J.B Bryant is president of Strategic Alignment Group, a management consultant that helps businesses identify their competitive advantage. He said job hunters should look at the questions they ask during an interview as their opportunity to create a distinct competitive advantage.

“Something has to set you apart, more so, maybe, in this economy, because the employers are churning through so many potential people,” he said.

A safe way to impress an interviewer is to know everything there is to know about the company , the industry and the interviewer themselves

“Know everything you can about a company before you interview,” Beck said. “Do a simple thing like Google the person you are going to interview with.”

The questions you bring to an interview help the employer determine whether you are a good fit for the company, but they also help determine whether the company is a good fit for you.

Prospective employees may be tempted to take any job port in an economic storm, especially if they have been job hunting for an extended period of time, but a bad fit won’t benefit anyone in the long run.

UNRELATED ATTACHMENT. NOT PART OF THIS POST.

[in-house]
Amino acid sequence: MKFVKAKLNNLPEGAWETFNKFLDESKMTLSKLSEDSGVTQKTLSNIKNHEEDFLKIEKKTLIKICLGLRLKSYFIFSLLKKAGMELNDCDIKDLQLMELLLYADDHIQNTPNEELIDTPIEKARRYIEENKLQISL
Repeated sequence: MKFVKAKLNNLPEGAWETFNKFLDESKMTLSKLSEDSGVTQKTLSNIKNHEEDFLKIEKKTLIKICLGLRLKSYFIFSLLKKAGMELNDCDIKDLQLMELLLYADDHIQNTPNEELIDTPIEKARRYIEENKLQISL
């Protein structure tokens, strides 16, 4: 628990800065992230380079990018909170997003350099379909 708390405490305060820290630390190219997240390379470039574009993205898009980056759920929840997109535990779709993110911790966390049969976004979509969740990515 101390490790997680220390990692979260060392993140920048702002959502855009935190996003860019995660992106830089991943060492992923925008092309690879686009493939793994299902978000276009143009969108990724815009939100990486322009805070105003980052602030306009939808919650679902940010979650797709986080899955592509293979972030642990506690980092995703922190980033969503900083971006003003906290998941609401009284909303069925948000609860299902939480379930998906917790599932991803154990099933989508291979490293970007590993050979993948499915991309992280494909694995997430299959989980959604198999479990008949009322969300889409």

“I think it’s helpful for candidates being interviewed to come up with good, thoughtful questions that are going to accomplish two purposes,” Palmer said. “They need to be able to demonstrate to that potential boss that they have really thought about the job and have some good, probing questions. But they also need to ask questions that will help them determine whether or not this is going to work out.”

Beck went further, emphasizing that the interview is the prospective employer’s opportunity to convince you that the company will be a good fit for your needs. The interview is also a chance for the job seeker to turn the tables and get more information out of the employer.